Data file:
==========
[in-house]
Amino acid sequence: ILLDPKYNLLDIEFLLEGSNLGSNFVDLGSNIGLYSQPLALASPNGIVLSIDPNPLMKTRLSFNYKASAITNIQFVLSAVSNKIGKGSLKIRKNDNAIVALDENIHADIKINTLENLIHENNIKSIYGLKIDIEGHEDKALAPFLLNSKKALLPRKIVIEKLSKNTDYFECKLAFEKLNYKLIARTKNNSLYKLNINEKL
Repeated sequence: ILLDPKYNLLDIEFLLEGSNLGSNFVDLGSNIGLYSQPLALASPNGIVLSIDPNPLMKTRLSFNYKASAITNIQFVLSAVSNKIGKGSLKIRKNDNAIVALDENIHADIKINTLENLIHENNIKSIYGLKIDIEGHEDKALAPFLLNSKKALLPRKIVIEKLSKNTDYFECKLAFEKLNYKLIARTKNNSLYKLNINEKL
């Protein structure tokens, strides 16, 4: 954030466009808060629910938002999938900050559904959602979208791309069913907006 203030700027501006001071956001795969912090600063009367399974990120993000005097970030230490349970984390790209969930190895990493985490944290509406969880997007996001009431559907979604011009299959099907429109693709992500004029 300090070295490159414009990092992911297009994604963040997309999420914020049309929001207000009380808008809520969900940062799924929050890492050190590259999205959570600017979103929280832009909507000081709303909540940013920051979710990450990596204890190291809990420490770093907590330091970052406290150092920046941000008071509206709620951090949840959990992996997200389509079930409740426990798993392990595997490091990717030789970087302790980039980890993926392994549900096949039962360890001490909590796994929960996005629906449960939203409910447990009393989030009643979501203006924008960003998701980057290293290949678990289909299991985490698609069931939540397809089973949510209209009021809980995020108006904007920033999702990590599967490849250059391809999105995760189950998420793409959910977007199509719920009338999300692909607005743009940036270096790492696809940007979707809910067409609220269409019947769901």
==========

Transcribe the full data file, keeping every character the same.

[in-house]
Amino acid sequence: ILLDPKYNLLDIEFLLEGSNLGSNFVDLGSNIGLYSQPLALASPNGIVLSIDPNPLMKTRLSFNYKASAITNIQFVLSAVSNKIGKGSLKIRKNDNAIVALDENIHADIKINTLENLIHENNIKSIYGLKIDIEGHEDKALAPFLLNSKKALLPRKIVIEKLSKNTDYFECKLAFEKLNYKLIARTKNNSLYKLNINEKL
Repeated sequence: ILLDPKYNLLDIEFLLEGSNLGSNFVDLGSNIGLYSQPLALASPNGIVLSIDPNPLMKTRLSFNYKASAITNIQFVLSAVSNKIGKGSLKIRKNDNAIVALDENIHADIKINTLENLIHENNIKSIYGLKIDIEGHEDKALAPFLLNSKKALLPRKIVIEKLSKNTDYFECKLAFEKLNYKLIARTKNNSLYKLNINEKL
């Protein structure tokens, strides 16, 4: 954030466009808060629910938002999938900050559904959602979208791309069913907006 203030700027501006001071956001795969912090600063009367399974990120993000005097970030230490349970984390790209969930190895990493985490944290509406969880997007996001009431559907979604011009299959099907429109693709992500004029 300090070295490159414009990092992911297009994604963040997309999420914020049309929001207000009380808008809520969900940062799924929050890492050190590259999205959570600017979103929280832009909507000081709303909540940013920051979710990450990596204890190291809990420490770093907590330091970052406290150092920046941000008071509206709620951090949840959990992996997200389509079930409740426990798993392990595997490091990717030789970087302790980039980890993926392994549900096949039962360890001490909590796994929960996005629906449960939203409910447990009393989030009643979501203006924008960003998701980057290293290949678990289909299991985490698609069931939540397809089973949510209209009021809980995020108006904007920033999702990590599967490849250059391809999105995760189950998420793409959910977007199509719920009338999300692909607005743009940036270096790492696809940007979707809910067409609220269409019947769901």